State-level educators and national testing experts, speaking during a Council of Chief State School Officers (CCSSO) webinar Monday, agreed schools should conduct large-scale summative assessments this school year but said how the tests are designed and administered is still largely under development.
The importance of collecting testing data is vital to understanding gaps and disparities in educational services, especially as some schools remain closed fully or partially to in-person learning due to the coronavirus pandemic, the panelists said.
Schools are being advised by state education leaders and assessment professionals to use formative or informal, on-going and flexible testing to help identify students’ academic strengths and needs — and to collect other accountability data points such as attendance — to measure overall student well-being.
Serious yet creative discussions about how best to formally measure students’ academic gains are taking place among educators and testing experts nationwide who acknowledge they are concerned about safely and equitably administering high stakes assessments this school year.
The challenges include not only having the capability to proctor valid tests, but also ensuring the results yield meaningful and reliable information about all subgroups of test takers, including students of color, students from low-income families and those with disabilities.
“We want to test our students using our statewide assessment to the greatest extent possible,” said webinar panelist Jillian Balow, Wyoming’s Superintendent of Public Instruction and president of CCSSO’s board of directors. “That’s a little bit fuzzy, but ... we don’t exactly know what kind of school year our students and teachers should expect to have and we’ll adjust accordingly when it comes time to assess.”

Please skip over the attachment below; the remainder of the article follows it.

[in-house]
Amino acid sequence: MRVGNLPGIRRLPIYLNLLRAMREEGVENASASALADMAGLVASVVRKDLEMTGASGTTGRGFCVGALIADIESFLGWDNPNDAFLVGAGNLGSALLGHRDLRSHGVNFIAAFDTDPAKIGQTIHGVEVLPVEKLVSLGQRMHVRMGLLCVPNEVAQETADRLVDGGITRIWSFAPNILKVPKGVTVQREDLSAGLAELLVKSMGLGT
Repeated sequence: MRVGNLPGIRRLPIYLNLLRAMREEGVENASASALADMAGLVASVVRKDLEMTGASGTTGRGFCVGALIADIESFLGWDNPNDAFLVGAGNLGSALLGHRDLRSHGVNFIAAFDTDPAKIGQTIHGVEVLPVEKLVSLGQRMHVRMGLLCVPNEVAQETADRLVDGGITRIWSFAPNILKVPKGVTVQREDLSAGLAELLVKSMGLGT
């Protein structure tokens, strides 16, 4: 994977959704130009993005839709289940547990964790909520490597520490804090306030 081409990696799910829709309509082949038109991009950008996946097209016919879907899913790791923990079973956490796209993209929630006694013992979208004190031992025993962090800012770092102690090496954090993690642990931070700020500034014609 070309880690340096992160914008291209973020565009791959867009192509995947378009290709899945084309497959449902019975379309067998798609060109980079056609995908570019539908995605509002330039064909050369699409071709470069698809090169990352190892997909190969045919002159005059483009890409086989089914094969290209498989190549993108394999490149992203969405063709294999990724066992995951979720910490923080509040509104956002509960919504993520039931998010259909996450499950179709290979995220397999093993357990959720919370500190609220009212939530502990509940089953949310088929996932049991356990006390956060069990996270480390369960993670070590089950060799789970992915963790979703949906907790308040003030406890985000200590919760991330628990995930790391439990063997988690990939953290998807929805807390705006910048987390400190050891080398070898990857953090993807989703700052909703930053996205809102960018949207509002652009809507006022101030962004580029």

A new paper from the Aspen Institute also supports the continuation of assessments in order to identify learning needs and to help guide resources to where they would have the most benefit for learning growth. But this year is very different due to COVID-19 disruptions, and school systems may need to start planning now for different testing contingencies and to rethink how assessments are used in accountability systems, the paper said.
Some of the potential changes to assessments being discussed across the country include having:
- Flexible testing windows.
- Using a sampling of students.
- Developing assessments that are given remotely.
- Separating the assessment and accountability systems.
Though the U.S. Education Department issued waivers to states for Every Student Succeeds Act testing requirements last spring as the pandemic first emerged, states should not expect federal waivers for summative assessments this school year, Education Secretary Betsy DeVos wrote in a Sept. 3 letter to state school chiefs. The secretary, however, added that assessments in the 2020-21 school year may look different, urging state education leaders to rethink approaches in regard to the use of competency and mastery-based assessments.
“We are open to discussions about what, if any, actions may be needed to adjust how the results of assessments are used in your state's school accountability determinations,” DeVos wrote.
Virginia Superintendent of Public Instruction James Lane said his state is focusing on formative testing that can measure student learning on an interim basis. The ongoing assessments can be given during instruction, and teachers can tweak instruction based on the results, Lane said.
“The one thing we want to make sure is that we’re not compounding learning loss,” Lane told CCSSO webinar participants. “We’re going to have the end-of-year assessment … but we’re focusing our efforts on what can we do in the meantime to find diagnostic opportunities to learn more about our students and how we can improve our instruction because of it.”
Scott Marion, executive director of the Center for Assessment, also emphasized to webinar participants the importance of collecting student learning data at multiple levels, including state, local and classroom, and with parent input.
“This is not a one and done,” Marion said. “It’s a way to broaden, potentially, our accountability, our reciprocal accountability systems so that not everything is resting on end-of-year test scores under the control of schools.”